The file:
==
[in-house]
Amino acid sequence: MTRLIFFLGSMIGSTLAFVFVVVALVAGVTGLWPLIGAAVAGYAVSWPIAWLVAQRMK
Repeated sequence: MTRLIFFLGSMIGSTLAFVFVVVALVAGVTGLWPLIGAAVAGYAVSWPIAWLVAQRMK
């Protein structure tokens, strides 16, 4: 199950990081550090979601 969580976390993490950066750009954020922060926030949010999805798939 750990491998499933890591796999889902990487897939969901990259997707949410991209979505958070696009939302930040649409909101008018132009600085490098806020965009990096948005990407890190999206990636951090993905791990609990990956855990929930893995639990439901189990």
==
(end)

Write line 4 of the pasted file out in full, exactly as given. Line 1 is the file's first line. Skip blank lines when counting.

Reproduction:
């Protein structure tokens, strides 16, 4: 199950990081550090979601 969580976390993490950066750009954020922060926030949010999805798939 750990491998499933890591796999889902990487897939969901990259997707949410991209979505958070696009939302930040649409909101008018132009600085490098806020965009990096948005990407890190999206990636951090993905791990609990990956855990929930893995639990439901189990």